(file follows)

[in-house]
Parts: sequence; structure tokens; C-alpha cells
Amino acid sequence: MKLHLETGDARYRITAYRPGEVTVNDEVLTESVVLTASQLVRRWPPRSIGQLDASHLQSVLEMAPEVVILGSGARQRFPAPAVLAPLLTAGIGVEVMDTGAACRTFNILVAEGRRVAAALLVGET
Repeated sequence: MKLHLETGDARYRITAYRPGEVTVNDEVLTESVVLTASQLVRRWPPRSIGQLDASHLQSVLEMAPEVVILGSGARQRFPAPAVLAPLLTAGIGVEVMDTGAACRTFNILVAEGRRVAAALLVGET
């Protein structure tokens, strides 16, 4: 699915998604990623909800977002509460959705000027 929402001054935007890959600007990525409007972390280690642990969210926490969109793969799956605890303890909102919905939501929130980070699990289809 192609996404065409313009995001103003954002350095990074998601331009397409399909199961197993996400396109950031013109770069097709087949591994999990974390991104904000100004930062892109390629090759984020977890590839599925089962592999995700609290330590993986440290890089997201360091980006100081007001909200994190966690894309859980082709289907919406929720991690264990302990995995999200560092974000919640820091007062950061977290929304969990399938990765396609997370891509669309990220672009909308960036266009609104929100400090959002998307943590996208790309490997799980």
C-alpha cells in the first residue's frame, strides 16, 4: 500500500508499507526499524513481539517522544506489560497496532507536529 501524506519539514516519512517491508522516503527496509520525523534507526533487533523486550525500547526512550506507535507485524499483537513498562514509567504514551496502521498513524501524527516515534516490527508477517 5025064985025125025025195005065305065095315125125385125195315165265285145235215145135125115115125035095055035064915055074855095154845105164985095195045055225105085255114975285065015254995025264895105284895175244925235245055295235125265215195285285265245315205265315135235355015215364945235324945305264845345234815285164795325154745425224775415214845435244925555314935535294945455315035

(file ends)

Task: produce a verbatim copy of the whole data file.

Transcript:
[in-house]
Parts: sequence; structure tokens; C-alpha cells
Amino acid sequence: MKLHLETGDARYRITAYRPGEVTVNDEVLTESVVLTASQLVRRWPPRSIGQLDASHLQSVLEMAPEVVILGSGARQRFPAPAVLAPLLTAGIGVEVMDTGAACRTFNILVAEGRRVAAALLVGET
Repeated sequence: MKLHLETGDARYRITAYRPGEVTVNDEVLTESVVLTASQLVRRWPPRSIGQLDASHLQSVLEMAPEVVILGSGARQRFPAPAVLAPLLTAGIGVEVMDTGAACRTFNILVAEGRRVAAALLVGET
């Protein structure tokens, strides 16, 4: 699915998604990623909800977002509460959705000027 929402001054935007890959600007990525409007972390280690642990969210926490969109793969799956605890303890909102919905939501929130980070699990289809 192609996404065409313009995001103003954002350095990074998601331009397409399909199961197993996400396109950031013109770069097709087949591994999990974390991104904000100004930062892109390629090759984020977890590839599925089962592999995700609290330590993986440290890089997201360091980006100081007001909200994190966690894309859980082709289907919406929720991690264990302990995995999200560092974000919640820091007062950061977290929304969990399938990765396609997370891509669309990220672009909308960036266009609104929100400090959002998307943590996208790309490997799980």
C-alpha cells in the first residue's frame, strides 16, 4: 500500500508499507526499524513481539517522544506489560497496532507536529 501524506519539514516519512517491508522516503527496509520525523534507526533487533523486550525500547526512550506507535507485524499483537513498562514509567504514551496502521498513524501524527516515534516490527508477517 5025064985025125025025195005065305065095315125125385125195315165265285145235215145135125115115125035095055035064915055074855095154845105164985095195045055225105085255114975285065015254995025264895105284895175244925235245055295235125265215195285285265245315205265315135235355015215364945235324945305264845345234815285164795325154745425224775415214845435244925555314935535294945455315035